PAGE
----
Birthing a full term baby that had died crushed me and changed me! Burying our baby in her tiny grave broke us. Crushed and broken people do not need opinions or judgements. They need genuine friends and people that can give them them the space to open up and speak their babies names. They need genuine conversations to explore what they are experiencing. Conversations that say it’s okay to feel what you feel, It’s normal to miss them and its natural to want to talk about each of your kids! When we overcome the desire to judge a person in their grief or how they handle their loss, we overcome barriers and we begin to break the silence!

I get that talking about loss is hard – it’s emotionally hard for us sometimes too and hard to explain in words how we feel or even what we need. I carry a lot of anger sometimes and at other times I carry only pain and a broken heart. On rare days I have very little of either and speak of her with fondness and a little humour. I suppose it’s hard to know which face of grief you will get?

I know also that it’s hard for you who have never been through it and I often wonder if I would know what to say if I didn’t have this experience behind me to give me the words, understanding and empathy?

But hard things shouldn’t be avoided or ignored just because they are hard. And people shouldn’t not be supported because they are a little tender or frustrated about it all. It will never become easier unless we start doing it and silence will not be broken if we don’t speak the words to try to break it.

Some people need comfort, some need to vent. We do not need to understand to show understanding to someone whose baby has died – however long ago it was!

So what do you say to someone whose baby has died? Where do you start and what possibly can make it better? The truth is – not a whole lot! And this is important to remember – your job is not to make it better but to support them whilst they learn how to live with it better. Perhaps it’s taking them a meal or watching the kids after the funeral has been and gone because real life is awful to try and return to.

Maybe it’s taking them lunch and cleaning for them because you know they cannot face life since all of this happened.

Maybe it’s baking for them and writing them a card, sending flowers, or simply telling them how you acknowledge how crappy it all is and offer whatever you can to them to help cope with life after loss.

Perhaps it’s been a listening ear – Now or months, or years later.

Maybe you invite them for a walk, lunch or a warm drink and let them speak! I had a few good people do this in the early days and it was unbelievably helpful.

There is no reason though to not do or say anything.

I could a write a whole post on the things not to say, and the awful things people have said but this post is about finding the words to say as opposed to what not to say. The most important thing is you start a conversation – you say something general and open that allows the bereaved parent/sibling/grandparent to say as much or as little as they need. If you genuinely want to hear – tell them. Many have been hurt and burned by friends or people just haven’t wanted to know. And so we build barriers and walls as a result to protect ourselves and our babies. These can come down easily if you are genuine.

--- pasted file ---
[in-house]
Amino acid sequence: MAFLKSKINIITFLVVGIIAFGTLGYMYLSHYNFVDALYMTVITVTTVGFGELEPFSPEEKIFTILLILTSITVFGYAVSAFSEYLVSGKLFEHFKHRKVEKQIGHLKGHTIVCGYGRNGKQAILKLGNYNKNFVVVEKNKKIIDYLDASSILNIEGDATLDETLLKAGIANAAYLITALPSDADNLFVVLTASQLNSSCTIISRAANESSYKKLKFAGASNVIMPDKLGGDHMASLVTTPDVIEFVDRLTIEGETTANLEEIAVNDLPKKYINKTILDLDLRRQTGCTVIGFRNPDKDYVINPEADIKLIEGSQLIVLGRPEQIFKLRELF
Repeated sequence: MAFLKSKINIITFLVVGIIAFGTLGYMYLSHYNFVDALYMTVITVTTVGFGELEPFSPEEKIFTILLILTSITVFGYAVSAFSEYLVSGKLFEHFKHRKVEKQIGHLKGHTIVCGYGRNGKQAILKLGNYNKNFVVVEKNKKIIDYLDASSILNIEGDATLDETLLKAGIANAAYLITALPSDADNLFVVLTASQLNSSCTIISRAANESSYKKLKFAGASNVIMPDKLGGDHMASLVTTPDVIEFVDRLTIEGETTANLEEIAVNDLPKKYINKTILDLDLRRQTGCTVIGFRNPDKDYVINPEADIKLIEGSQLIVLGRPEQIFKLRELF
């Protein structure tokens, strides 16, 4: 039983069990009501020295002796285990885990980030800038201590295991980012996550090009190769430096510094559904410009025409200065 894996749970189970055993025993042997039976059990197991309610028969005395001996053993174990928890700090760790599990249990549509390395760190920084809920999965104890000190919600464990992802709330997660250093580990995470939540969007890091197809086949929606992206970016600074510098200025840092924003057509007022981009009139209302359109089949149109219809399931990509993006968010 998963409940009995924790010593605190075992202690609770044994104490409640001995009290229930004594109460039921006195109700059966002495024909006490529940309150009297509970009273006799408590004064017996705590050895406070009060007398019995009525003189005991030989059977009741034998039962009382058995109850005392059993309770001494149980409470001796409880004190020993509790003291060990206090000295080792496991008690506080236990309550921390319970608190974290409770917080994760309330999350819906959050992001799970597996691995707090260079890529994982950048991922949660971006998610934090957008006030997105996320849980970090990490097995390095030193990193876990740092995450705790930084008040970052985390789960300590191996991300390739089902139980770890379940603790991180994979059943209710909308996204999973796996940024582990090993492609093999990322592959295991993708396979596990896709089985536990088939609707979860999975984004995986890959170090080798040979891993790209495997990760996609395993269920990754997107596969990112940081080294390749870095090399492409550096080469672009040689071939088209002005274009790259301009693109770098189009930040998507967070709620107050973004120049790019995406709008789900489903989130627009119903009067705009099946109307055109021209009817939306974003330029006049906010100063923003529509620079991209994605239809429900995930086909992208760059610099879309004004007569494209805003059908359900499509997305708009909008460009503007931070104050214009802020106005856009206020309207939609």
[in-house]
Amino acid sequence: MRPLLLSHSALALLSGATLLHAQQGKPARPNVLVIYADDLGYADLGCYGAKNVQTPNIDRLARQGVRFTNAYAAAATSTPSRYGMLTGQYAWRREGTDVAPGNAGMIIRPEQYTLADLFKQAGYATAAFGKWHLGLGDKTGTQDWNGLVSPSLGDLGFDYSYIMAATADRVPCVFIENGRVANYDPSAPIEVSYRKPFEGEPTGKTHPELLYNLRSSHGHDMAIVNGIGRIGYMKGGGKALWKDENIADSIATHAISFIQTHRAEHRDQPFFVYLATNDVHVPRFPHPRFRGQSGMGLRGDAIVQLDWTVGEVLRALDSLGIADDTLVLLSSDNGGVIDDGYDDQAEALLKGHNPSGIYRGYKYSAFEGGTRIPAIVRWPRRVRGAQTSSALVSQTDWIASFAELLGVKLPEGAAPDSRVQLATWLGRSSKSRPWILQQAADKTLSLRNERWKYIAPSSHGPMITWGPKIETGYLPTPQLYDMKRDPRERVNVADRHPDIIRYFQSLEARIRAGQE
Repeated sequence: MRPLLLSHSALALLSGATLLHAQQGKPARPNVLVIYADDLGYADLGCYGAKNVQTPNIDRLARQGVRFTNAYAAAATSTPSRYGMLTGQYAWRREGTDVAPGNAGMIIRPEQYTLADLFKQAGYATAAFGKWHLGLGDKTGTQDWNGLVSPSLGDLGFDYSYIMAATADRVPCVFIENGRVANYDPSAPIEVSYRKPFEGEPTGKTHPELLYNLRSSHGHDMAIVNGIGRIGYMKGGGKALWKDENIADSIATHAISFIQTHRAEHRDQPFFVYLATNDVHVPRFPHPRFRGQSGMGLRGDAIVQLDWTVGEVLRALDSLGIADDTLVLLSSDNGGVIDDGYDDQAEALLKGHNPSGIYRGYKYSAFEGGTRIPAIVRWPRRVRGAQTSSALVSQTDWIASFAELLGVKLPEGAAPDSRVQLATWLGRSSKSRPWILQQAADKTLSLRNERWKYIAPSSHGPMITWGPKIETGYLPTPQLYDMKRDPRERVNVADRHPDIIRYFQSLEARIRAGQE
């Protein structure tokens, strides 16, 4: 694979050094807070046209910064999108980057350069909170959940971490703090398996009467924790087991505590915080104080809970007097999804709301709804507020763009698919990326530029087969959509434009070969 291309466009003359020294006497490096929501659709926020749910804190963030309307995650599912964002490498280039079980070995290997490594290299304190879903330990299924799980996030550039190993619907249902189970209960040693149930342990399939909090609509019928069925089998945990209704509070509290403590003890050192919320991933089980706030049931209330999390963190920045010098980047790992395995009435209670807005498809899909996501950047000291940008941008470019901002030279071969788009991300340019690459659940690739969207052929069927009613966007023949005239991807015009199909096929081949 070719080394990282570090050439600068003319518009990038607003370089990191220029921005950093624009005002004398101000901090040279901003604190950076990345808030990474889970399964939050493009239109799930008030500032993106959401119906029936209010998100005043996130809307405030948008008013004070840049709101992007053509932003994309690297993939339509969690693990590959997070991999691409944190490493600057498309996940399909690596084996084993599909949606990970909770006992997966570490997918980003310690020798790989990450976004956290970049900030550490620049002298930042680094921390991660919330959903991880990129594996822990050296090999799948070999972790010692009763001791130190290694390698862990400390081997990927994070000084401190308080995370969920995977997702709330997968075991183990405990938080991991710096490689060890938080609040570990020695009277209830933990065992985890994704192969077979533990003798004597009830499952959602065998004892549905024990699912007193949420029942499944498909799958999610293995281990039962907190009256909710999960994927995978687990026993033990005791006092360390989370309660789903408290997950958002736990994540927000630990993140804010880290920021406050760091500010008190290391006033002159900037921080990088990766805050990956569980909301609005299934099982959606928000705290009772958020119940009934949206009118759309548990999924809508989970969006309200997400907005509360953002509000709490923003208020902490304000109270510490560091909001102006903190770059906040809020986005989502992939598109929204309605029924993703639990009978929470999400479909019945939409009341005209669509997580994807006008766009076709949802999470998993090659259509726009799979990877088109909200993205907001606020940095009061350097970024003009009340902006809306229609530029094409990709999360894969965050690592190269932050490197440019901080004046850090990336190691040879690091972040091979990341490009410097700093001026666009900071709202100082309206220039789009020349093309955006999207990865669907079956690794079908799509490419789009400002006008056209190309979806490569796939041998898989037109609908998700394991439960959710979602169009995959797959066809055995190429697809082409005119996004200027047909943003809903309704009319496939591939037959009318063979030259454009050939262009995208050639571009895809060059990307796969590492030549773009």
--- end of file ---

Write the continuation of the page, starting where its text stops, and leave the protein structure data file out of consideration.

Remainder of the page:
The first step could be “tell me about your baby” … or maybe “How have you been since losing “Baby’s name” – sit and listen to them and then ask follow up questions as you would with any other friend and follow their lead.

Another thing is to let them know you are thinking of them. If you think of them one day, remember the anniversaries or whatever, then let them know. Send a card, a text, a message, or take it up a notch and call them or invite them out.

One of the greatest things I have had in the last 12 months was a new friend that barely knew me, and certainly never knew me when Poppy died, came over the week of her anniversaires. She laid on my couch and said “I want to hear about it all – how you are and what it’s like now ect”. She stayed for hours and let me say it. I got out a lot of suppressed emotion and I got to tell someone again how utterly unfair it all felt. She didn’t care if I was cross, hurt or frustrated – I didn’t feel judged or an inconvenience, she just wanted to listen and I felt heard and supported.

Yesterday we called by the cemetery on our way home from Grandma’s. WIth it being Fathers day we try to see Poppy and now Nathan’s Dad too. Its hard but we appreciate those moments to reflect on the life and our relationships with those we have lost.

Megan leaned over Poppy’s grave and in a tone like she was speaking to one of her best friends, I heard her say “Hello Poppy – oh how you have been in my heart for such a long time!”. I don’t often cry by her grave because it makes me feel numb more than anything, but yesterday I choked! Oh how our newly turned 6 year old summed up how we all feel in a moment of childhood innocence and play beside her baby sisters grave.

Yes – We carry our babies daily in our hearts instead of our arms. And that feels like such a long time. To you it may seem like ages ago that we lost our baby, but each September and on other random dates throughout the year we remember as though it was yesterday. Most days (if not every day) I will think of Poppy in some light. You will not in anyway bring up the past or cause more grief for speaking the name of our daughter. You will instead offer the gift of supporting her mummy who struggles on. You will offer the gift of validating her life by speaking her name in this world. And you will let us know that she is not forgotten or overlooked, but remembered too.